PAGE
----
An informal analysis is provided for the basic concepts associated with multi-objective optimization and the notion of Pareto-optimality, particularly in the context of genetic algorithms. A number of evolutionary algorithms developed for this purpose are also briefly introduced, and finally, a number of paradigm examples are presented from the materials and manufacturing sectors, where multi-objective genetic algorithms have been successfully utilized in the recent past.
Key Terms in this Chapter
Magneto-Rheological Fluid: A smart material for engineering applications. Its physical and mechanical properties can be tailor-made by adjusting a magnetic field.
Non-Calculus-Type Algorithms: The optimization algorithms that do not require any derivatives or gradient information. Commonly used to describe genetic and evolutionary algorithms.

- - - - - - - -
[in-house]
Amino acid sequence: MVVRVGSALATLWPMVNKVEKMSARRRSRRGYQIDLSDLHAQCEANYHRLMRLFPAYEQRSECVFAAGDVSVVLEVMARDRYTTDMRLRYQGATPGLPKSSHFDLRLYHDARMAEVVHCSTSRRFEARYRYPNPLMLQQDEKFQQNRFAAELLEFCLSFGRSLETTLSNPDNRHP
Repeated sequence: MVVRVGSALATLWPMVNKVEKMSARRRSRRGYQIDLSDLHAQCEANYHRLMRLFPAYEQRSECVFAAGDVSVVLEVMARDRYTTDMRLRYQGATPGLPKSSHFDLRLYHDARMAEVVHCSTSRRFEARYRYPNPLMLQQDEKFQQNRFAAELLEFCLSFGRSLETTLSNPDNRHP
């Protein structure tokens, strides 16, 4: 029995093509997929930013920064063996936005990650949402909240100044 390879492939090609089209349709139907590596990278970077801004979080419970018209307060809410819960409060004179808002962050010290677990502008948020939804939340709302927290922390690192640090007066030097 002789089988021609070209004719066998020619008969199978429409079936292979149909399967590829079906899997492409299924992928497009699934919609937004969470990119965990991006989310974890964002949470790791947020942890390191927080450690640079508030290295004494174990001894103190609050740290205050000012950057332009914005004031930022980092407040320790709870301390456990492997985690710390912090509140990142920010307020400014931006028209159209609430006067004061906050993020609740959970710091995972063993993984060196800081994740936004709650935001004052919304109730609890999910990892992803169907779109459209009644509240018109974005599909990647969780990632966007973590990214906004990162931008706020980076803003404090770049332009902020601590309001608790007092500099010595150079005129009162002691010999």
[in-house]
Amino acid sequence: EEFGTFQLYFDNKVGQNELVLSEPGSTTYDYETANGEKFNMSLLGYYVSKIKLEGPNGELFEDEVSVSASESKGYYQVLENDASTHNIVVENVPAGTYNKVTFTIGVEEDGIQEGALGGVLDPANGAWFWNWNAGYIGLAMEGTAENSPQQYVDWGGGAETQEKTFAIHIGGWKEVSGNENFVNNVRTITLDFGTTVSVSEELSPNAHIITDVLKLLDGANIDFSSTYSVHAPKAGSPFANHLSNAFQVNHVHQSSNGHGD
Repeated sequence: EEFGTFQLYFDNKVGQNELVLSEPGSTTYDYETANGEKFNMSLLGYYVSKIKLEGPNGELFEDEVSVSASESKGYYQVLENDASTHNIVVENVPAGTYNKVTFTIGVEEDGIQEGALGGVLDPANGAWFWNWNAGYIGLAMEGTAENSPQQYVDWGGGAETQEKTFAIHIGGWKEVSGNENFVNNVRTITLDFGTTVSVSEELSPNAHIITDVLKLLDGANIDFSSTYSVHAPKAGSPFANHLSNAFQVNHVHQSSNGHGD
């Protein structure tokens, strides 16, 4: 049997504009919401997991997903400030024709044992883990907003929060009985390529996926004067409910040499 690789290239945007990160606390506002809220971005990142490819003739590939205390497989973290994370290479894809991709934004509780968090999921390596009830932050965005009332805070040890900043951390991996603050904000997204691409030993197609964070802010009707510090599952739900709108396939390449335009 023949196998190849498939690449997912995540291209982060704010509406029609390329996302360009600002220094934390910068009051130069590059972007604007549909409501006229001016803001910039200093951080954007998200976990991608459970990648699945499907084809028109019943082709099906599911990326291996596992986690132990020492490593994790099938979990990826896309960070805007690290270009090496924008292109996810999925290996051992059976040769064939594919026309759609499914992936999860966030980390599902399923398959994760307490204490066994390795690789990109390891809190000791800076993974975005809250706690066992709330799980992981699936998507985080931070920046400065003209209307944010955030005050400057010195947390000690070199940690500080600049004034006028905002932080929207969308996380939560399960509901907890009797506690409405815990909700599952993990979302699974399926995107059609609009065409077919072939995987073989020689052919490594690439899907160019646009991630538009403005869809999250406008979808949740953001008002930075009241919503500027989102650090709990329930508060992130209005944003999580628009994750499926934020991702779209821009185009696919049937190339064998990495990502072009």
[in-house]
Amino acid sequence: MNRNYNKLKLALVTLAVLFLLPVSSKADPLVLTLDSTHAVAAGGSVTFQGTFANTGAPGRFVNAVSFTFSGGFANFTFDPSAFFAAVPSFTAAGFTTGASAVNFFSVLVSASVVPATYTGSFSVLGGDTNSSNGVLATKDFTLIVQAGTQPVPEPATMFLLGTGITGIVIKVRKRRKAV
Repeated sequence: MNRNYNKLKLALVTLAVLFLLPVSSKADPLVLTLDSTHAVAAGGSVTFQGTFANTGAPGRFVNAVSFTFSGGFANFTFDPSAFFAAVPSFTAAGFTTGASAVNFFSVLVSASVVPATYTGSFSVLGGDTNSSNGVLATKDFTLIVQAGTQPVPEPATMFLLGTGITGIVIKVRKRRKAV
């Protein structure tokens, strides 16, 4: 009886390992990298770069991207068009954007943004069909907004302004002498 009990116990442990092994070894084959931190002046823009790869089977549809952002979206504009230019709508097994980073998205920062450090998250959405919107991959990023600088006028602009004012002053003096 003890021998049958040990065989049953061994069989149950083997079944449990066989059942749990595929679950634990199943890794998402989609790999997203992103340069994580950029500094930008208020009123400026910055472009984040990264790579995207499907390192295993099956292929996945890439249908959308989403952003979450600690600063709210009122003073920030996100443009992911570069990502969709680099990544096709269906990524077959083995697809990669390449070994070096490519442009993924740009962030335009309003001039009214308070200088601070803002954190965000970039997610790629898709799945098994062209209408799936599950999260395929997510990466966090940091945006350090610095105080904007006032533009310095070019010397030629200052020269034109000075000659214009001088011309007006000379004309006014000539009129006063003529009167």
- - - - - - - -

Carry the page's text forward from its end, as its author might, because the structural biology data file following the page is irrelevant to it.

Yankee: A device used in the paper mills which essentially is a very large heated cylinder with a highly polished surface.
Classical Techniques: Multi-objective optimization routines that are not evolutionary in nature. Most are based upon rigid mathematical principles and are commonly gradient based.
Superalloy: A specially designed category of multi-component alloys used in advanced engineering applications.
Crown: A quantifier for the surface flatness of the rolled metal sheets.
Guillotine Cutting: Edge-to-edge cutting of materials, most commonly metals.
Pareto-Optimality: The concept of the family of optimized solutions for a multi-objective problem proposed by Vilfredo Pareto (1848-1923 AU17: The in-text citation "Vilfredo Pareto (1848-1923" is not in the reference list. Please correct the citation, add the reference to the list, or delete the citation. ).
Continuous Stirred Tank Reactor (CSTR): A specially designed agitated vessel used for carrying out chemical reactions.
William and Otto Chemical Plant: A hypothetical chemical plant used as a common test problem in chemical engineering literature.